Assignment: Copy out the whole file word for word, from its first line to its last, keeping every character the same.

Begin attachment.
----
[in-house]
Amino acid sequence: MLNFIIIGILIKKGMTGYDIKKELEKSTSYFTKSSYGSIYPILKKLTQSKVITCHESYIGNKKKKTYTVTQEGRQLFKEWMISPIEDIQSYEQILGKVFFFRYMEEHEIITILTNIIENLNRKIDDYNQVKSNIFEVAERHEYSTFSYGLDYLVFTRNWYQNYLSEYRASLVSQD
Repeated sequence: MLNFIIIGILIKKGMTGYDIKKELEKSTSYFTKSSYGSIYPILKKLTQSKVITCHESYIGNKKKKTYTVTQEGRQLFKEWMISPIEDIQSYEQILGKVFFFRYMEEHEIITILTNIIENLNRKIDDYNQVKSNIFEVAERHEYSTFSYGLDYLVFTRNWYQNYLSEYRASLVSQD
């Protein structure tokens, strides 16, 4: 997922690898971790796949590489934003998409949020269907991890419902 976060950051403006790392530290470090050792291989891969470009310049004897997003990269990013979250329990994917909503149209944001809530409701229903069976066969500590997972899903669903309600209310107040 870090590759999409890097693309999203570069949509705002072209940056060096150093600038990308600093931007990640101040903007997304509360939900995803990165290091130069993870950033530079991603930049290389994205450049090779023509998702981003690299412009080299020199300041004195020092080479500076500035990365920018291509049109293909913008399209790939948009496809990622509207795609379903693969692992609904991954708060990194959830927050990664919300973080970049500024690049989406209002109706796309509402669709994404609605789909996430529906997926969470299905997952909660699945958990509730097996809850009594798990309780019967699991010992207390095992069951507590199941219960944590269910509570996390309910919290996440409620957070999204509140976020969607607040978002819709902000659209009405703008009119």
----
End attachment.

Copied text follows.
[in-house]
Amino acid sequence: MLNFIIIGILIKKGMTGYDIKKELEKSTSYFTKSSYGSIYPILKKLTQSKVITCHESYIGNKKKKTYTVTQEGRQLFKEWMISPIEDIQSYEQILGKVFFFRYMEEHEIITILTNIIENLNRKIDDYNQVKSNIFEVAERHEYSTFSYGLDYLVFTRNWYQNYLSEYRASLVSQD
Repeated sequence: MLNFIIIGILIKKGMTGYDIKKELEKSTSYFTKSSYGSIYPILKKLTQSKVITCHESYIGNKKKKTYTVTQEGRQLFKEWMISPIEDIQSYEQILGKVFFFRYMEEHEIITILTNIIENLNRKIDDYNQVKSNIFEVAERHEYSTFSYGLDYLVFTRNWYQNYLSEYRASLVSQD
């Protein structure tokens, strides 16, 4: 997922690898971790796949590489934003998409949020269907991890419902 976060950051403006790392530290470090050792291989891969470009310049004897997003990269990013979250329990994917909503149209944001809530409701229903069976066969500590997972899903669903309600209310107040 870090590759999409890097693309999203570069949509705002072209940056060096150093600038990308600093931007990640101040903007997304509360939900995803990165290091130069993870950033530079991603930049290389994205450049090779023509998702981003690299412009080299020199300041004195020092080479500076500035990365920018291509049109293909913008399209790939948009496809990622509207795609379903693969692992609904991954708060990194959830927050990664919300973080970049500024690049989406209002109706796309509402669709994404609605789909996430529906997926969470299905997952909660699945958990509730097996809850009594798990309780019967699991010992207390095992069951507590199941219960944590269910509570996390309910919290996440409620957070999204509140976020969607607040978002819709902000659209009405703008009119």